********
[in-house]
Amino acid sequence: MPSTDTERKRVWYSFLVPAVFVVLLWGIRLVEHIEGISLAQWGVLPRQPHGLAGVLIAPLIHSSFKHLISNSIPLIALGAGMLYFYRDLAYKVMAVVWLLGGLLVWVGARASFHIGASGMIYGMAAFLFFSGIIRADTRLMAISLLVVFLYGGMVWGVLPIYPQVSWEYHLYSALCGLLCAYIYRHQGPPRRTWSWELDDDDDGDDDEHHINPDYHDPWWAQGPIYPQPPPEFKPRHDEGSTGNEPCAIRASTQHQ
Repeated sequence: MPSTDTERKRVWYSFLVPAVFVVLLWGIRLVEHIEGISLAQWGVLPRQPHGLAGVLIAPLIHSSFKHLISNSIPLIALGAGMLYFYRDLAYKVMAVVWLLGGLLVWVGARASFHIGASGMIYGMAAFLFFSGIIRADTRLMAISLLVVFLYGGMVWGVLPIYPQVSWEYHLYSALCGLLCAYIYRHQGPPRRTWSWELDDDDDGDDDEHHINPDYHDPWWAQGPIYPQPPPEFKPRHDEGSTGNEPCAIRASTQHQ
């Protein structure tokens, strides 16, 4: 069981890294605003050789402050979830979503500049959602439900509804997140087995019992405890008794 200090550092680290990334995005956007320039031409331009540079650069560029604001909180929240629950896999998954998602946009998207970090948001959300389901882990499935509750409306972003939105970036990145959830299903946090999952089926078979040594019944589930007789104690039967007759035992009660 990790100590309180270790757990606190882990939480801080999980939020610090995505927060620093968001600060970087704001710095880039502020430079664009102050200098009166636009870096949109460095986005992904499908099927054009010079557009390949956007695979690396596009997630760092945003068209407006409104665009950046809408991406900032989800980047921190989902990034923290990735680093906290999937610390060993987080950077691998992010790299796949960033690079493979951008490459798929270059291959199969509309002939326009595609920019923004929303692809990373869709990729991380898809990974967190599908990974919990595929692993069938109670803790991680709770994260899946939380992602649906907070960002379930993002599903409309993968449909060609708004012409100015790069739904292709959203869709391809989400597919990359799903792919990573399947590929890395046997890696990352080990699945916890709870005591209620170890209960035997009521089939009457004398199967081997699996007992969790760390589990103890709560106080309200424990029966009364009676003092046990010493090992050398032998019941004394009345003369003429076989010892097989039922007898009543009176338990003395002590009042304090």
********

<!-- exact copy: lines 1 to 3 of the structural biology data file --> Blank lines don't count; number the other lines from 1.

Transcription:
[in-house]
Amino acid sequence: MPSTDTERKRVWYSFLVPAVFVVLLWGIRLVEHIEGISLAQWGVLPRQPHGLAGVLIAPLIHSSFKHLISNSIPLIALGAGMLYFYRDLAYKVMAVVWLLGGLLVWVGARASFHIGASGMIYGMAAFLFFSGIIRADTRLMAISLLVVFLYGGMVWGVLPIYPQVSWEYHLYSALCGLLCAYIYRHQGPPRRTWSWELDDDDDGDDDEHHINPDYHDPWWAQGPIYPQPPPEFKPRHDEGSTGNEPCAIRASTQHQ
Repeated sequence: MPSTDTERKRVWYSFLVPAVFVVLLWGIRLVEHIEGISLAQWGVLPRQPHGLAGVLIAPLIHSSFKHLISNSIPLIALGAGMLYFYRDLAYKVMAVVWLLGGLLVWVGARASFHIGASGMIYGMAAFLFFSGIIRADTRLMAISLLVVFLYGGMVWGVLPIYPQVSWEYHLYSALCGLLCAYIYRHQGPPRRTWSWELDDDDDGDDDEHHINPDYHDPWWAQGPIYPQPPPEFKPRHDEGSTGNEPCAIRASTQHQ